B.C. introduces mandatory price reporting for wholesale gas market
Move is intended to ensure industry is held accountable for unexplained markups and price increases
The province will soon require gas companies to share their wholesale prices in an effort to create more transparency surrounding fuel prices.
Any company that imports, purchases, stores or distributes gas and diesel at gas stations will need to regularly report information like storage capacity and wholesale prices to the British Columbia Utilities Commission (BCUC).
The new regulation is part of the Fuel Price Transparency Act passed last year and goes into effect Aug. 14, but the reports have to be made regularly starting in October.
The move is intended to ensure the industry is held accountable for unexplained markups and price increases, said Bruce Ralston, the minister of energy, mines and petroleum resources.
"What we expect is that scrutiny, that is the public access to the way in which prices are set, the data that is being used by the companies, will moderate and have an effect on prices," Ralston said Friday.
"I certainly think when a company feels people are looking over your shoulder, they're much more likely to be cautious in advancing unexplained spurts in prices that they were not obliged to explain in the past."
This is a process that has been used in New Zealand, Australia, and in Washington and Oregon, Ralston said.
The utilities commission has also started a website to provide the public with information about factors that influence the price of fuel.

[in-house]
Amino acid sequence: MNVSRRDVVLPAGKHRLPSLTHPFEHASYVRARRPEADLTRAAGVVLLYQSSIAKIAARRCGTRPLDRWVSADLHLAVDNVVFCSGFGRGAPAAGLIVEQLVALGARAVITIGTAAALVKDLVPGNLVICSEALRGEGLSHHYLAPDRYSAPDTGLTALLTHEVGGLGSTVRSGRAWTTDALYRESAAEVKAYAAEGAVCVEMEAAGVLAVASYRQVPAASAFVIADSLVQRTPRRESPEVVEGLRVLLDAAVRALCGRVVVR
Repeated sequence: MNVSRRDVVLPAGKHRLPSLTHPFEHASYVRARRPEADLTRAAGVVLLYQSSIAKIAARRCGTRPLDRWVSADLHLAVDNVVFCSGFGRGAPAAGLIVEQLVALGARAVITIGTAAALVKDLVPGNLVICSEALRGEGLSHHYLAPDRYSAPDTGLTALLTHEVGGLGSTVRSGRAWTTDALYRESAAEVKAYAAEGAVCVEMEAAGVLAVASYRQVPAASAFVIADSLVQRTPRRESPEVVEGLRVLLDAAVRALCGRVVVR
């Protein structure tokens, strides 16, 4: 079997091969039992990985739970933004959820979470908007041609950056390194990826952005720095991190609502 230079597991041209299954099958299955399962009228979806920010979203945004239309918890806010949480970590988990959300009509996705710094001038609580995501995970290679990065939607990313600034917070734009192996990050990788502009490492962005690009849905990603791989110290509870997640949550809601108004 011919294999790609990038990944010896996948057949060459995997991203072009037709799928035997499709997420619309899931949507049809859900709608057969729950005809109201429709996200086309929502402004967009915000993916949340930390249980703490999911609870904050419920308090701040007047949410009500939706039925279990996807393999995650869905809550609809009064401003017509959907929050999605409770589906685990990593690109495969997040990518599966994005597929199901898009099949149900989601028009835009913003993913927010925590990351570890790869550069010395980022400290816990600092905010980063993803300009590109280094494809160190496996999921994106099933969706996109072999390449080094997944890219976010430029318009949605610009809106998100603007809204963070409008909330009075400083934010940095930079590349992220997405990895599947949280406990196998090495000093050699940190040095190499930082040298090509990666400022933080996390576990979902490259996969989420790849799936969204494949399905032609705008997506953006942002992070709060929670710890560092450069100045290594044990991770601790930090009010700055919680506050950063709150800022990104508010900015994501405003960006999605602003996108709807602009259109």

Four companies control about 90 per cent of the wholesale market in southern B.C., he added.
A months-long inquiry from the BCUC into gas prices last year found a lack of competition in B.C.'s fuel market, and that there was an unexplained difference of about 13 cent per litre in gas prices in southern B.C. compared to other parts of the Pacific northwest.
According to the province, this results in drivers paying an extra $490 million each year.
Ralston said he is not looking at imposing penalties and fines to lower gas prices, but the province says it is developing more regulations for other parts of the fuel supply chain, including the retail market.
"The step to regulate prices directly is a big step," Ralston said.
"We have not taken that step at this time. What I'd like to do is to see how the requirement to publish the wholesale prices works out and what effect it may have on prices."